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is meeting. For most of us a lower oil

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price is a good thing. But for the countries that sell oil

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lower prices is a real headache. What can Opec do, the 14 leading

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producers? They have been trying to push up prices.

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Today and tomorrow they're meeting in Abu Dhabi.

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Amrita Sen is chief oil analyst at the independent research

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We have talked about this a lot, can they raise prices, Opec, and they

:06:11.:06:23.

hope to? I think the meeting is more about compliance, which has been

:06:24.:06:27.

slipping and some of the usual offenders, Iraq... When you talk

:06:28.:06:30.

about compliance is whether countries are meeting the production

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levels. Everybody talks about Iraq not complying and wanting to raise

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production, some of the offenders on the list are like UAE, they have

:06:43.:06:46.

always been good about meeting targets. I think that is why Opec

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wants to say, let's come back together and see what we can do. If

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you do not comply, what are the consequences? That is the problem,

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there is not something that will say you will be kicked out of Opec,

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these are the costs, which is why Opec is tricky. If you can't, I

:07:06.:07:11.

always have an incentive to not do as much is required because I hope

:07:12.:07:18.

prices will go up because of the result of your clock. The price of

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oil is not going up. I got back from Houston last week and shale is

:07:30.:07:32.

definitely growing will grow strongly but I do not think shale is

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growing as much as more people feared. One of the things that came

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out was the gas to oil ratio is rising a lot. For every well you

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complete you are getting more gas now than oil. Some of that fear will

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probably subside. Right now, demand is phenomenal at these prices and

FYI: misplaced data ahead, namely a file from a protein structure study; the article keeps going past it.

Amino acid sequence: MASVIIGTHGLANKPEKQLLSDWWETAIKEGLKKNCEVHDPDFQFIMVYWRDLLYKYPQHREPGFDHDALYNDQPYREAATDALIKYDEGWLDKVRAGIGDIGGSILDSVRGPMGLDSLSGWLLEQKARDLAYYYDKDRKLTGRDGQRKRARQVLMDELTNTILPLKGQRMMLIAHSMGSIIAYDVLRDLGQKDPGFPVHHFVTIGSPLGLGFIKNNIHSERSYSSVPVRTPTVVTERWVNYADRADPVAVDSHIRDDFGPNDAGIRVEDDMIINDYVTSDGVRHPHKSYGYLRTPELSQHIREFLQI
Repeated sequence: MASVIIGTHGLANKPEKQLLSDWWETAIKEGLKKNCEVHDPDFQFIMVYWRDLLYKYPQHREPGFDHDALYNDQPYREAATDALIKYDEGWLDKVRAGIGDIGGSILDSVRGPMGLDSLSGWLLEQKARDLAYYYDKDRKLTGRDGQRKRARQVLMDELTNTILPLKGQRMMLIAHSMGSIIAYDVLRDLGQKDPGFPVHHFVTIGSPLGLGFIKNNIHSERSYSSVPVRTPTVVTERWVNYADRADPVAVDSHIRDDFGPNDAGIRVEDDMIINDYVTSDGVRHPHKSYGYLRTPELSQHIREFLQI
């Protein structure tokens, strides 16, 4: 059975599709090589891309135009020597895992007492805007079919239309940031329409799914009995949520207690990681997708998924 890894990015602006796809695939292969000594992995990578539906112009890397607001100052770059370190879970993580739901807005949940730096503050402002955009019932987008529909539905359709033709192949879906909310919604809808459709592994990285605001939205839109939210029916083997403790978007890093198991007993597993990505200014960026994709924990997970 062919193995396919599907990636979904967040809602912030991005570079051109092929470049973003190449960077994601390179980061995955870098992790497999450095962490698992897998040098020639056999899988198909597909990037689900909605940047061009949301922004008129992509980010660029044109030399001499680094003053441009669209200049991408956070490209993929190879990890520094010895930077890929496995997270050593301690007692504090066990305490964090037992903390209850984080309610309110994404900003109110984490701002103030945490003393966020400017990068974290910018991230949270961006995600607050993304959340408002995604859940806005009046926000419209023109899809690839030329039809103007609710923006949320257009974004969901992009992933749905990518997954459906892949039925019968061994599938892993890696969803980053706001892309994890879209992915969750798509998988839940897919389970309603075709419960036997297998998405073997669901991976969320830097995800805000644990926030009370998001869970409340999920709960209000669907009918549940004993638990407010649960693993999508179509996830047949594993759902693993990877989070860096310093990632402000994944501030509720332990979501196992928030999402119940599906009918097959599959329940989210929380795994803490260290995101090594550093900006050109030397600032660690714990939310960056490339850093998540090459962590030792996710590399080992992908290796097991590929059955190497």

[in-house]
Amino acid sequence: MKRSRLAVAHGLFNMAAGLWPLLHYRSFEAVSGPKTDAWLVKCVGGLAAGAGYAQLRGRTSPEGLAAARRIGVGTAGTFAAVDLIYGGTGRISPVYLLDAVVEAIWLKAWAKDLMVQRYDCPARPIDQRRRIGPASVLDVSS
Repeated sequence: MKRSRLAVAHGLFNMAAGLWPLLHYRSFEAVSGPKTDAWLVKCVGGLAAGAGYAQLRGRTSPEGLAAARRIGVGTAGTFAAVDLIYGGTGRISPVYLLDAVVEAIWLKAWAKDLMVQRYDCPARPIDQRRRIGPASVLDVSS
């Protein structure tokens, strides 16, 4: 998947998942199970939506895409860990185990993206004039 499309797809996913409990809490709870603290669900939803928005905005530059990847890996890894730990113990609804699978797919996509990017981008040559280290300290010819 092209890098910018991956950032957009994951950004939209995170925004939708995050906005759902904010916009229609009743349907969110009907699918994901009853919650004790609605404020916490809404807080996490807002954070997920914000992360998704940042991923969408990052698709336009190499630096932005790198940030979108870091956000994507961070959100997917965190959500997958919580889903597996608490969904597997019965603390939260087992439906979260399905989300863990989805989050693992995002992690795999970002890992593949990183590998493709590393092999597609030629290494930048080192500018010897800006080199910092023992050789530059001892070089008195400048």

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one of the things you are seeing is it is a tighter market and the

:08:01.:08:06.

curves are flattening. It didn't is falling at a rate of 1 million

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barrels per day so it is happening. -- inventory is. That is why they

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cannot catch up. And the disparity between the watch country needs what

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prices to do with budget, where they will balance the budget. The list is

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long and in Venezuela, they need $120. Saudi Arabia probably find

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that 60s and 70s. We probably should not have double standards because in

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the west we do not balance our budget, so why should they have to

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balance the budget? What is important they are running through

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the foreign currency reserves which they need to replenish. They are

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packed to the dollar and need revenues. They will be fine, some of

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the GCC countries, not Venezuela and Iraq. Thanks for your perspective.

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Don't hold your breath for any big announcements from Opec but if there

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are, we will let you know. We have the debate on prices but